Idaho child contracts rare illness, state's first case in two decades
An unidentified boy in Idaho has contracted bubonic plague, which is the first case of the rare disease in about 26 years.
According to Time, the child was treated with antibiotics at a medical facility and is now recovering at home in a stable condition.
It is still unclear as to whether the boy contracted the disease in Idaho or during his recent trip to Oregon.
The Central District Health Department announced that ground squirrels near the child’s home in Elmore County, Idaho, had tested positive for carrying the disease in 2015 and 2016. But no cases were reported in the area since.
“Plague is spread to humans through a bite from an infected flea,” explained Sarah Correll, an epidemiologist at the Central District Health Department.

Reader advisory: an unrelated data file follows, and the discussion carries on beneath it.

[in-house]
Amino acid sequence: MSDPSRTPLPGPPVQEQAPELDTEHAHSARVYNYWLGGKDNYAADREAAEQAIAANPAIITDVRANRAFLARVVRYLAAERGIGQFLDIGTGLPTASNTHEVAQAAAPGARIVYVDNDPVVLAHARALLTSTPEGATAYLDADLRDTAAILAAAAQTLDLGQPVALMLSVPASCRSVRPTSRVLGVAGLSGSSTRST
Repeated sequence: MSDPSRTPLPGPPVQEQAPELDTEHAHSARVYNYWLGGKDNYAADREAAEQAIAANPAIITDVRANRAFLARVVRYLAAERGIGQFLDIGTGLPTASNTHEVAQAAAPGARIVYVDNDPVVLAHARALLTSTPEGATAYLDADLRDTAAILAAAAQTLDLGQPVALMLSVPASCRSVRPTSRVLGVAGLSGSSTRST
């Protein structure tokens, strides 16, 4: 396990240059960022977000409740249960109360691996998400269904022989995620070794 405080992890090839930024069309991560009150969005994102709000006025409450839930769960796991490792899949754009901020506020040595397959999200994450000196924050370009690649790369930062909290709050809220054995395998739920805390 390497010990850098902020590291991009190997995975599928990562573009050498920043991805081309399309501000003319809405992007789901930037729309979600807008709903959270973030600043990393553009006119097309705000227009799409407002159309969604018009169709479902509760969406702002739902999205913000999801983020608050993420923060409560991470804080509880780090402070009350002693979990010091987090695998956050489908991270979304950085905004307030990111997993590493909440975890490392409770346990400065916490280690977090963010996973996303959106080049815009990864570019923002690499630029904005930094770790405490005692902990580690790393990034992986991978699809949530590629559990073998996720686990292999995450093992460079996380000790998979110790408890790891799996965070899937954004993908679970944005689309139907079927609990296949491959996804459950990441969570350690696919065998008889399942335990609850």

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She added: “People can decrease their risk by treating their pets for fleas and avoiding contact with wildlife. Wear insect repellent, long pants, and socks when visiting plague-affected areas.”
Bubonic plague is also infamously known as the ‘black death,’ which was a lethal epidemic in the Middle Ages that killed millions of people.
Modern medicine has, however, made it possible to treat this disease a lot more easily. However, left untreated, the plague can lead to visibly swollen lymph nodes, headaches, fever, and vomiting.
In some areas, the disease is still having a devastating effect. Last year, in Madagascar, the plague hit hard, killing over 200 people.
Another report from Time informed that more than 2,000 people were infected during the same outbreak.
The source further reported that the bubonic plague is a bacterial infection that is typically spread through flea bites with symptoms ranging from fevers to tender lymph nodes.
It typically takes two to six days from the first date of contact with the disease for the symptoms to take effect.